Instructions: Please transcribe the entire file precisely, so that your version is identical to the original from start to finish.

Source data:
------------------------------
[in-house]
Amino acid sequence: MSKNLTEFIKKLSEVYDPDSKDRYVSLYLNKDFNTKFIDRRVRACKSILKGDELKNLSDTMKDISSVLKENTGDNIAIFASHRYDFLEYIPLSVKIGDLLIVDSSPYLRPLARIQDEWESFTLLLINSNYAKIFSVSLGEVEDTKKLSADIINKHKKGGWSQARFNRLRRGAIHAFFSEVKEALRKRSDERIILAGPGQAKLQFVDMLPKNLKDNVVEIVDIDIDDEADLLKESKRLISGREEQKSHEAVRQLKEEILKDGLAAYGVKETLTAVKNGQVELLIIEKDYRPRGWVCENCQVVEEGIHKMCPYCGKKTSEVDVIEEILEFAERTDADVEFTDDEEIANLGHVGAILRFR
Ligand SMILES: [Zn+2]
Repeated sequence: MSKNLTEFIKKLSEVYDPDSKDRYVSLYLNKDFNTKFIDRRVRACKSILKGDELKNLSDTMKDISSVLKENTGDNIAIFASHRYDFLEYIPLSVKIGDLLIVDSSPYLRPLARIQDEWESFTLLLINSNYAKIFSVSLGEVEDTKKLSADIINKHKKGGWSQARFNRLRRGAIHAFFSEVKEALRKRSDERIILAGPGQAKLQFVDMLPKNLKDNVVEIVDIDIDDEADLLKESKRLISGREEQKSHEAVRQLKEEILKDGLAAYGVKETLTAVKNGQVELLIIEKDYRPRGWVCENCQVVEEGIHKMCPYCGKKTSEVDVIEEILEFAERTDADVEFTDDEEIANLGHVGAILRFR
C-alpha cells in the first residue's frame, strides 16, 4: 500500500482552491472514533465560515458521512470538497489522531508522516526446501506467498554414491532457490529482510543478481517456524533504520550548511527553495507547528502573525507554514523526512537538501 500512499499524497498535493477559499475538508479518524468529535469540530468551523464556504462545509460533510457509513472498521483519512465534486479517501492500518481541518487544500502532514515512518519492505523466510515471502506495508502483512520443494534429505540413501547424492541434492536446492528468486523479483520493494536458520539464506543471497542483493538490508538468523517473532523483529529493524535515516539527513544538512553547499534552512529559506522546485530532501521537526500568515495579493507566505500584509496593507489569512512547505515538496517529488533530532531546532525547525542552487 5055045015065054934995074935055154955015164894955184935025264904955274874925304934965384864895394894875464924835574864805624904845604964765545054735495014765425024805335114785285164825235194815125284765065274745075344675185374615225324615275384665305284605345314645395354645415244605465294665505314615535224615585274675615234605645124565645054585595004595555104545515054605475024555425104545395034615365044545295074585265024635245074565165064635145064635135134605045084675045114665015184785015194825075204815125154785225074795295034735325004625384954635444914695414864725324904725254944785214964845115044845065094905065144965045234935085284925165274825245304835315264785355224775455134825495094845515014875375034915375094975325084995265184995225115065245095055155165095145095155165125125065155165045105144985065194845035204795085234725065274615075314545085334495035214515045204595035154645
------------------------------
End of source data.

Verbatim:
[in-house]
Amino acid sequence: MSKNLTEFIKKLSEVYDPDSKDRYVSLYLNKDFNTKFIDRRVRACKSILKGDELKNLSDTMKDISSVLKENTGDNIAIFASHRYDFLEYIPLSVKIGDLLIVDSSPYLRPLARIQDEWESFTLLLINSNYAKIFSVSLGEVEDTKKLSADIINKHKKGGWSQARFNRLRRGAIHAFFSEVKEALRKRSDERIILAGPGQAKLQFVDMLPKNLKDNVVEIVDIDIDDEADLLKESKRLISGREEQKSHEAVRQLKEEILKDGLAAYGVKETLTAVKNGQVELLIIEKDYRPRGWVCENCQVVEEGIHKMCPYCGKKTSEVDVIEEILEFAERTDADVEFTDDEEIANLGHVGAILRFR
Ligand SMILES: [Zn+2]
Repeated sequence: MSKNLTEFIKKLSEVYDPDSKDRYVSLYLNKDFNTKFIDRRVRACKSILKGDELKNLSDTMKDISSVLKENTGDNIAIFASHRYDFLEYIPLSVKIGDLLIVDSSPYLRPLARIQDEWESFTLLLINSNYAKIFSVSLGEVEDTKKLSADIINKHKKGGWSQARFNRLRRGAIHAFFSEVKEALRKRSDERIILAGPGQAKLQFVDMLPKNLKDNVVEIVDIDIDDEADLLKESKRLISGREEQKSHEAVRQLKEEILKDGLAAYGVKETLTAVKNGQVELLIIEKDYRPRGWVCENCQVVEEGIHKMCPYCGKKTSEVDVIEEILEFAERTDADVEFTDDEEIANLGHVGAILRFR
C-alpha cells in the first residue's frame, strides 16, 4: 500500500482552491472514533465560515458521512470538497489522531508522516526446501506467498554414491532457490529482510543478481517456524533504520550548511527553495507547528502573525507554514523526512537538501 500512499499524497498535493477559499475538508479518524468529535469540530468551523464556504462545509460533510457509513472498521483519512465534486479517501492500518481541518487544500502532514515512518519492505523466510515471502506495508502483512520443494534429505540413501547424492541434492536446492528468486523479483520493494536458520539464506543471497542483493538490508538468523517473532523483529529493524535515516539527513544538512553547499534552512529559506522546485530532501521537526500568515495579493507566505500584509496593507489569512512547505515538496517529488533530532531546532525547525542552487 5055045015065054934995074935055154955015164894955184935025264904955274874925304934965384864895394894875464924835574864805624904845604964765545054735495014765425024805335114785285164825235194815125284765065274745075344675185374615225324615275384665305284605345314645395354645415244605465294665505314615535224615585274675615234605645124565645054585595004595555104545515054605475024555425104545395034615365044545295074585265024635245074565165064635145064635135134605045084675045114665015184785015194825075204815125154785225074795295034735325004625384954635444914695414864725324904725254944785214964845115044845065094905065144965045234935085284925165274825245304835315264785355224775455134825495094845515014875375034915375094975325084995265184995225115065245095055155165095145095155165125125065155165045105144985065194845035204795085234725065274615075314545085334495035214515045204595035154645